To examine the effect of patients'expectations for medication and doctors'perceptions of patients'expectations on prescribing when patients present with new conditions.
Questionnaire study of practitioners and patients.
General practice in Newcastle, Australia.
22 non-randomly selected general practitioners and 336 of their patients with a newly diagnosed medical condition.
Prescription of medication and expectation of it Results : Medication was prescribed for 169 (50%) patients.
After controlling for the presenting condition, patients who expected medication were nearly three times more likely to receive medication (odds ratio=2.9,95% confidence interval 1.3 to 6.3).
When the general practitioner thought the patient expected medication the patient was 10 times more likely to receive it (odds ratio=10.1,5.3 to 19.6).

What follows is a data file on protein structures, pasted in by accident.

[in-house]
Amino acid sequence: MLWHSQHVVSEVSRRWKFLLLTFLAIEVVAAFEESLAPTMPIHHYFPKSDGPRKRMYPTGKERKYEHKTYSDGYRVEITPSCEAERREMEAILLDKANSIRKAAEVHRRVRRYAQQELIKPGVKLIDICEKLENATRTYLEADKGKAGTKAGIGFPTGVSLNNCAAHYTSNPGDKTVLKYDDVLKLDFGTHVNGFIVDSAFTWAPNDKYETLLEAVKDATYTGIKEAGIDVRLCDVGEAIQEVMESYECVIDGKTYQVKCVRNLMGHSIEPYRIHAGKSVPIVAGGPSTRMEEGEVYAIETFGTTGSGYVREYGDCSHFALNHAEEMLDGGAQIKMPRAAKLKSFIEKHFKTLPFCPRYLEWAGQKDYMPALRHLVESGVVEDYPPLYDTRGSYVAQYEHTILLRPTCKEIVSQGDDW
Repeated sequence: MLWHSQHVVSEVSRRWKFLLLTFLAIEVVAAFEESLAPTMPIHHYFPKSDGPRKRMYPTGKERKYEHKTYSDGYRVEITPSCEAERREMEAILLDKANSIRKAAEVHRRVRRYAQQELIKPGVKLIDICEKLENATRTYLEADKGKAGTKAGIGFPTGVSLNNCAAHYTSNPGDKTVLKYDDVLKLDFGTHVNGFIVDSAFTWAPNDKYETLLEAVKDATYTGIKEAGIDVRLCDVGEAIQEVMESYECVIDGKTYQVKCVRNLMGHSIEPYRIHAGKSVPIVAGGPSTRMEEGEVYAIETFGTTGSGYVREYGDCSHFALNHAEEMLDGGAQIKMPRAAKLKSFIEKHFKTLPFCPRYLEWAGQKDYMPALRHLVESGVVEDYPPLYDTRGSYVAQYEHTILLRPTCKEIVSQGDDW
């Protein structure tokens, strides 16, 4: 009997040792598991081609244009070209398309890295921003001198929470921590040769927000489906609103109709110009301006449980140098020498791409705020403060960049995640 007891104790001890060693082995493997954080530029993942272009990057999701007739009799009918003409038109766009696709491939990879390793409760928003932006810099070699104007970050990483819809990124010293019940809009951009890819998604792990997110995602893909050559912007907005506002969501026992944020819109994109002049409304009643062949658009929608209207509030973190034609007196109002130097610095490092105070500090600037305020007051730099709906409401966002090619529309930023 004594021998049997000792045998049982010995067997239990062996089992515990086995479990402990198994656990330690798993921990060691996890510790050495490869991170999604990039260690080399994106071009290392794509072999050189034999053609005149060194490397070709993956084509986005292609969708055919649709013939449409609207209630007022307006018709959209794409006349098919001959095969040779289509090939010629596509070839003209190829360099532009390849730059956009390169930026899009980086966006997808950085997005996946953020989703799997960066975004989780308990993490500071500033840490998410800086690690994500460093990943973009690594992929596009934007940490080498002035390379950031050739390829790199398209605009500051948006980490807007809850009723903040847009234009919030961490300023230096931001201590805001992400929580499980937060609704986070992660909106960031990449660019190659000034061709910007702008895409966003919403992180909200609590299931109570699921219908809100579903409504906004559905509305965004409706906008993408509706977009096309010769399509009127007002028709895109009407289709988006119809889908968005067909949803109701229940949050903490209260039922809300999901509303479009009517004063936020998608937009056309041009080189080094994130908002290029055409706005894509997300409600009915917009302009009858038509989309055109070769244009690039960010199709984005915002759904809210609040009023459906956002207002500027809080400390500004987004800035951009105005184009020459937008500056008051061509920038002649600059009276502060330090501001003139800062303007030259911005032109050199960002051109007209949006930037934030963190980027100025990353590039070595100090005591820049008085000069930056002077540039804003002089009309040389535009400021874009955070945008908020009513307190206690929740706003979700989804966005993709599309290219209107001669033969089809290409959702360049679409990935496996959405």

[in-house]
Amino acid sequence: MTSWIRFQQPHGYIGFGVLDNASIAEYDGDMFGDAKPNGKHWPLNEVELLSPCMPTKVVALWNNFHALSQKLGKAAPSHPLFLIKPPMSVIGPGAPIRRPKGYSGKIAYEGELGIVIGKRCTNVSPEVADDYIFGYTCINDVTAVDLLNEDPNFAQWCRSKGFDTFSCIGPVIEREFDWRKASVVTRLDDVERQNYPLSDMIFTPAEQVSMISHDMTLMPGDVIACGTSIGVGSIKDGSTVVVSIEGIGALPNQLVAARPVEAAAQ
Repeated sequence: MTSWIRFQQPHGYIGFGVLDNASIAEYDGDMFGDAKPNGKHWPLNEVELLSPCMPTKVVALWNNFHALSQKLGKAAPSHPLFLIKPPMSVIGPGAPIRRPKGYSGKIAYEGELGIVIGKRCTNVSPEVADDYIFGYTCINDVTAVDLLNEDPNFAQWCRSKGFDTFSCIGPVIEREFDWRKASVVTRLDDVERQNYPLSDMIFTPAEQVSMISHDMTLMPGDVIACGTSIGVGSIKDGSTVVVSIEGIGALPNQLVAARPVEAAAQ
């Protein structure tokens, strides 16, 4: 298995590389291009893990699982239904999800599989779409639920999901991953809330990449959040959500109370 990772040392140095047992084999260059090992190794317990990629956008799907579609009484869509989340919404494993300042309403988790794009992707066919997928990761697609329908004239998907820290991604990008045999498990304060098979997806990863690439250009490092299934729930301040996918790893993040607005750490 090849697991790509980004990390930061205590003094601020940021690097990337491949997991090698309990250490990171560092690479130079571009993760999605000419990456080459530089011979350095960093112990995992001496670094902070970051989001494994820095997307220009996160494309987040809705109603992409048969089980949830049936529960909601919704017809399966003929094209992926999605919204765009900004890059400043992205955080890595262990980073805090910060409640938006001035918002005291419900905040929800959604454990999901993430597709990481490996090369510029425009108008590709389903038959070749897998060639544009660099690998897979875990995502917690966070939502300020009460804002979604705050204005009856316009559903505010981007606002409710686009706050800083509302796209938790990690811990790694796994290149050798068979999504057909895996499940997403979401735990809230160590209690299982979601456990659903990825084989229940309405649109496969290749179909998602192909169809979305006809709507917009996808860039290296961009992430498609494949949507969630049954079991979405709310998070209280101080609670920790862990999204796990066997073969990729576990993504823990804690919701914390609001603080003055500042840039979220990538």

A significant association existed between patients'expectation and doctors'perception of patients'expectation (X2=52.0, df=4, P=0.001).
For all categories of patient expectation, however, patients were more likely to receive medication when the practitionerjudged the patient to want medication than when the practitioner ascribed no expectation to the patient Conclusions : Although patients brought expectations to the consultation regarding medication, the doctors'opinions about their expectations were the strongest determinants of prescribing.
Mots-clés Pascal : Prescription médicale, Relation médecin malade, Enquête opinion, Observance thérapeutique, Expectation, Diagnostic, Evaluation, Homme, Chimiothérapie
Mots-clés Pascal anglais : Medical prescription, Physician patient relation, Opinion inquiry, Treatment compliance, Expectation, Diagnosis, Evaluation, Human, Chemotherapy
Notice produite par :
Inist-CNRS - Institut de l'Information Scientifique et Technique
Cote : 97-0450609
Code Inist : 002B30A01C. Création : 03/02/1998.